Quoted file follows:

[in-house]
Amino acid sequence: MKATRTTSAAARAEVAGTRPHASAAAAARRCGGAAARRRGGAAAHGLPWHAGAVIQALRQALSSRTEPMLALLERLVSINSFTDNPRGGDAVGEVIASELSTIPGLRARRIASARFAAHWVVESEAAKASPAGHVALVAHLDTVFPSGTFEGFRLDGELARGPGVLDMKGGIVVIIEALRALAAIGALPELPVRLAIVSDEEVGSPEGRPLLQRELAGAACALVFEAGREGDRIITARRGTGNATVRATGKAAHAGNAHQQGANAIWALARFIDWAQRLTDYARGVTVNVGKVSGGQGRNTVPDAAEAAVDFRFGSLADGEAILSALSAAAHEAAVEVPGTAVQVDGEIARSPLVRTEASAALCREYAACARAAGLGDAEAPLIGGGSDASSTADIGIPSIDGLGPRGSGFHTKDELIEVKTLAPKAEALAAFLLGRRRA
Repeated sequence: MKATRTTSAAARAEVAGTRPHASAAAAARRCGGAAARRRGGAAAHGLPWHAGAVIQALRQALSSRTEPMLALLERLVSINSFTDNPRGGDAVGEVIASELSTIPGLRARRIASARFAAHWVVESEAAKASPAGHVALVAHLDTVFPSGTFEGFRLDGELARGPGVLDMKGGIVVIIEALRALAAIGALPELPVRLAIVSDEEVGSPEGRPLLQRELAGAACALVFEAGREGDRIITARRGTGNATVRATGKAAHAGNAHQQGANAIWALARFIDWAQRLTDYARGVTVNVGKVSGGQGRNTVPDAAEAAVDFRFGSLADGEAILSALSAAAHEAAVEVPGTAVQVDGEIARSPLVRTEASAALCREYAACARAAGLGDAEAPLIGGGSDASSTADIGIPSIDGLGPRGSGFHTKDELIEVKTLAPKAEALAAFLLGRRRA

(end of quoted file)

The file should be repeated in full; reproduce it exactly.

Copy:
[in-house]
Amino acid sequence: MKATRTTSAAARAEVAGTRPHASAAAAARRCGGAAARRRGGAAAHGLPWHAGAVIQALRQALSSRTEPMLALLERLVSINSFTDNPRGGDAVGEVIASELSTIPGLRARRIASARFAAHWVVESEAAKASPAGHVALVAHLDTVFPSGTFEGFRLDGELARGPGVLDMKGGIVVIIEALRALAAIGALPELPVRLAIVSDEEVGSPEGRPLLQRELAGAACALVFEAGREGDRIITARRGTGNATVRATGKAAHAGNAHQQGANAIWALARFIDWAQRLTDYARGVTVNVGKVSGGQGRNTVPDAAEAAVDFRFGSLADGEAILSALSAAAHEAAVEVPGTAVQVDGEIARSPLVRTEASAALCREYAACARAAGLGDAEAPLIGGGSDASSTADIGIPSIDGLGPRGSGFHTKDELIEVKTLAPKAEALAAFLLGRRRA
Repeated sequence: MKATRTTSAAARAEVAGTRPHASAAAAARRCGGAAARRRGGAAAHGLPWHAGAVIQALRQALSSRTEPMLALLERLVSINSFTDNPRGGDAVGEVIASELSTIPGLRARRIASARFAAHWVVESEAAKASPAGHVALVAHLDTVFPSGTFEGFRLDGELARGPGVLDMKGGIVVIIEALRALAAIGALPELPVRLAIVSDEEVGSPEGRPLLQRELAGAACALVFEAGREGDRIITARRGTGNATVRATGKAAHAGNAHQQGANAIWALARFIDWAQRLTDYARGVTVNVGKVSGGQGRNTVPDAAEAAVDFRFGSLADGEAILSALSAAAHEAAVEVPGTAVQVDGEIARSPLVRTEASAALCREYAACARAAGLGDAEAPLIGGGSDASSTADIGIPSIDGLGPRGSGFHTKDELIEVKTLAPKAEALAAFLLGRRRA